Vodafone falls out with India partner Essar

Vodafone Group has objected to plans by Essar Group, its Indian joint venture partner, to merge its telecommunications holding company with another listed company, as it could push up the price Vodafone may have to pay later this year to buy out Essar's stake in the joint venture.

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Vodafone Group has objected to plans by Essar Group, its Indian joint venture partner, to merge its telecommunications holding company with another listed company, as it could push up the price Vodafone may have to pay later this year to buy out Essar's stake in the joint venture. Essar on Wednesday, however, questioned Vodafone's entitlement to contest the merger.

Vodafone bought a 67 percent stake in the mobile joint venture, Vodafone Essar, from Hutchison Telecommunications International in 2007. Essar owns a 33 percent stake in Vodafone Essar of which 11 percent is held by Essar Telecommunications Holdings (ETHPL), and the rest through another unlisted company.

Essar now plans to merge ETHPL with a listed group company, India Securities (ISL). Essar may be using the route to try to "discover" the value of Vodafone Essar, as the mobile joint venture is not listed, some analysts said.

But Vodafone is concerned that the value of ISL could be misinterpreted as a fair market value of Vodafone Essar, it said in a statement late Tuesday.

The Ruia family that runs Essar has been tough to bargain with and tried to maximise its gains ever since 2007, when Vodafone wanted to invest in the joint venture, said Kunal Bajaj, director for India at telecom consultancy, Analysys Mason.

The dispute between the owners of Vodafone Essar over valuation is, however, not going to affect the operations of the company, which are quite independent, Bajaj said.

Under an agreement between Vodafone and Essar in 2007, Essar has an option to sell its 33 percent share in Vodafone Essar to Vodafone for $5 billion (£3.1 billion), or has an option to sell between $1 billion and $5 billion worth of Vodafone Essar shares to Vodafone at an independently appraised fair market trading value.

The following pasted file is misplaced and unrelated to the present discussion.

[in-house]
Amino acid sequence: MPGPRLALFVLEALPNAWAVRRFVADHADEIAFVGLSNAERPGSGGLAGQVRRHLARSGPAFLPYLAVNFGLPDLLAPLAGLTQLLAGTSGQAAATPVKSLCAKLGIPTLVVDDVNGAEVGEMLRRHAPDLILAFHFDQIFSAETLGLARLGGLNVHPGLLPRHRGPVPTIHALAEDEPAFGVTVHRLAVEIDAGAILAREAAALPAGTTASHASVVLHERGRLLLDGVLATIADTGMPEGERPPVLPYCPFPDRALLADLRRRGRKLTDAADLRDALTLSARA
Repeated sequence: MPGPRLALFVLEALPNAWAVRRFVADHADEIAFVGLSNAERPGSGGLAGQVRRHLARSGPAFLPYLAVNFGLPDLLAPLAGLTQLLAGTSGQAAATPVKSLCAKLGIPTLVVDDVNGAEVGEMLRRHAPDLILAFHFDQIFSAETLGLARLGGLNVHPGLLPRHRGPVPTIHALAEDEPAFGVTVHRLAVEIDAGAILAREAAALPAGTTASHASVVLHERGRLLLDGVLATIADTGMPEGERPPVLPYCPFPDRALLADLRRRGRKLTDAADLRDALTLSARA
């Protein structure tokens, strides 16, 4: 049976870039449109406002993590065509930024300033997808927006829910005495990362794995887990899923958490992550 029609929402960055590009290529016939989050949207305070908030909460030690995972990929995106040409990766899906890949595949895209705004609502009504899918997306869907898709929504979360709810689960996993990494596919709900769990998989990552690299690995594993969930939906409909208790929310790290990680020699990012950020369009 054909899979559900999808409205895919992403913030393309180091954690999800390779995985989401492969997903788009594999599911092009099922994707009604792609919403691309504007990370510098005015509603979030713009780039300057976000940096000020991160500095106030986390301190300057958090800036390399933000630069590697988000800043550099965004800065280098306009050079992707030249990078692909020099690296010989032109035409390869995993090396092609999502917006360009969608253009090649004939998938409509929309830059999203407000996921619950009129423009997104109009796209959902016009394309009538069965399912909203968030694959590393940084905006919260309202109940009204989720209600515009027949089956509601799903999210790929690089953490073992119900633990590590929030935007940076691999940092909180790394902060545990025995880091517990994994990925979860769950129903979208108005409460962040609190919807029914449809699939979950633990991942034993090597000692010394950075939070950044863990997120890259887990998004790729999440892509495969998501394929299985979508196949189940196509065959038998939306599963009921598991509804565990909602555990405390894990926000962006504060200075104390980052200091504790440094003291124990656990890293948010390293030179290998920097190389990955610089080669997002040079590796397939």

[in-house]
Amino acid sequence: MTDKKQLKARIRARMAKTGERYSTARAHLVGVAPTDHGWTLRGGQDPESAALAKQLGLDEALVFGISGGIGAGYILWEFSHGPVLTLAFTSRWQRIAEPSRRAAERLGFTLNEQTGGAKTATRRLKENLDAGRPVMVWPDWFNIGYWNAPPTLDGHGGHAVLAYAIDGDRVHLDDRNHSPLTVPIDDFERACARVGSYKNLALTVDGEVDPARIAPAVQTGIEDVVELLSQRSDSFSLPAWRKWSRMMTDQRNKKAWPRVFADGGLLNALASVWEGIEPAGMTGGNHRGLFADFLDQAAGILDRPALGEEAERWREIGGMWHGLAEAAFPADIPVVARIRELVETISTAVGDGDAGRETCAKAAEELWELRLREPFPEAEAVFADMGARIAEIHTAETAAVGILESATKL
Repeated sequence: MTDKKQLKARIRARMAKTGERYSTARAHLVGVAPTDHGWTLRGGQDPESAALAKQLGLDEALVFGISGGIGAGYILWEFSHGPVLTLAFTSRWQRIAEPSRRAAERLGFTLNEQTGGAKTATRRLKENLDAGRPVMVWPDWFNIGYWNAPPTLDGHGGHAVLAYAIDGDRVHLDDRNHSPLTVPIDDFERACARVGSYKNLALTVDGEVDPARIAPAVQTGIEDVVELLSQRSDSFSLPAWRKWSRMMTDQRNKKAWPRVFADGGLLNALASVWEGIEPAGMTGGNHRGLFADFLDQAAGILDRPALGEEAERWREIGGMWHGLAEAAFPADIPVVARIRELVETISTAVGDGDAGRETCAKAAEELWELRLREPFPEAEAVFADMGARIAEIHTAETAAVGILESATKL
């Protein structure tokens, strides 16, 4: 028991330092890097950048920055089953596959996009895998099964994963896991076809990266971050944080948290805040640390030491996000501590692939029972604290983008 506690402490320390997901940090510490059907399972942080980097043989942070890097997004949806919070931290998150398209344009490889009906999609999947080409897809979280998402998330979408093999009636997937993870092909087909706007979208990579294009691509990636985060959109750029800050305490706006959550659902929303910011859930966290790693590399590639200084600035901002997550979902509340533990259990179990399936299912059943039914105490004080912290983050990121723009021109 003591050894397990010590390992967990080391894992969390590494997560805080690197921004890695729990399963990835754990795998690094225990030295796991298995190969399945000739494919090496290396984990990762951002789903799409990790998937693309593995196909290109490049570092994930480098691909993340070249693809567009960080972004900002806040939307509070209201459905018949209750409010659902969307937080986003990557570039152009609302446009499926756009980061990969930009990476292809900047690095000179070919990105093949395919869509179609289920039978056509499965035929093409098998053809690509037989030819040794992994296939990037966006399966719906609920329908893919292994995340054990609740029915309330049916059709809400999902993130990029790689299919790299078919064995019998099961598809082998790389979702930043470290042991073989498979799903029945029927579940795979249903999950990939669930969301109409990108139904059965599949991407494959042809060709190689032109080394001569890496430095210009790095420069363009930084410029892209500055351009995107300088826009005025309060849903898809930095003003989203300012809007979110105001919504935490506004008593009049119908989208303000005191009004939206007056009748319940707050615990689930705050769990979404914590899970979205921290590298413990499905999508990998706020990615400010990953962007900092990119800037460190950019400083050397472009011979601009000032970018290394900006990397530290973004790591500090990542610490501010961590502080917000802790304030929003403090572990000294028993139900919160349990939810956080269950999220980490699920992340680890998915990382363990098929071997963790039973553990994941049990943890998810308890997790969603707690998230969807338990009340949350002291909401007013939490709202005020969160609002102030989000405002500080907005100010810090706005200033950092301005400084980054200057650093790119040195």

The option is to be exercised between the third and fourth anniversaries of completion of the transaction, Vodafone said in 2007.

The Essar Group may be trying to get a higher price for the stake in Vodafone Essar, by merging ETHPL with a listed company. But Vodafone thinks that the merger could distort the price.

ISL is a "highly illiquid vehicle" and after the merger over 95 percent of the shares will be under the control of the Essar Group and two other shareholders, Vodafone said in its statement. Small amounts of buying or selling could distort ISL's share price, it added.

Vodafone has written both to the Bombay Stock Exchange (BSE) and the regulator, Securities and Exchange Board of India. It has also served its objections on Essar's counsel in the Madras High Court where Essar has filed for the merger of ETHPL and ISL.

ISL on Wednesday said in a filing to the BSE that Vodafone is not entitled to object to the merger proposal, as it is neither a shareholder nor a creditor of both ETHPL and ISL.

Vodafone has other problems in India, besides increasing competition in the local market.

The company received a tax demand of 112.2 billion Indian rupees (£1.5 billion) in October from India's Income Tax department in connection with the company's $11 billion payment in 2007 to Hutchison Telecommunications International.

In a longstanding dispute, the government has insisted that Vodafone should have collected tax from Hutchison before making the payment, in accordance with Indian rules.

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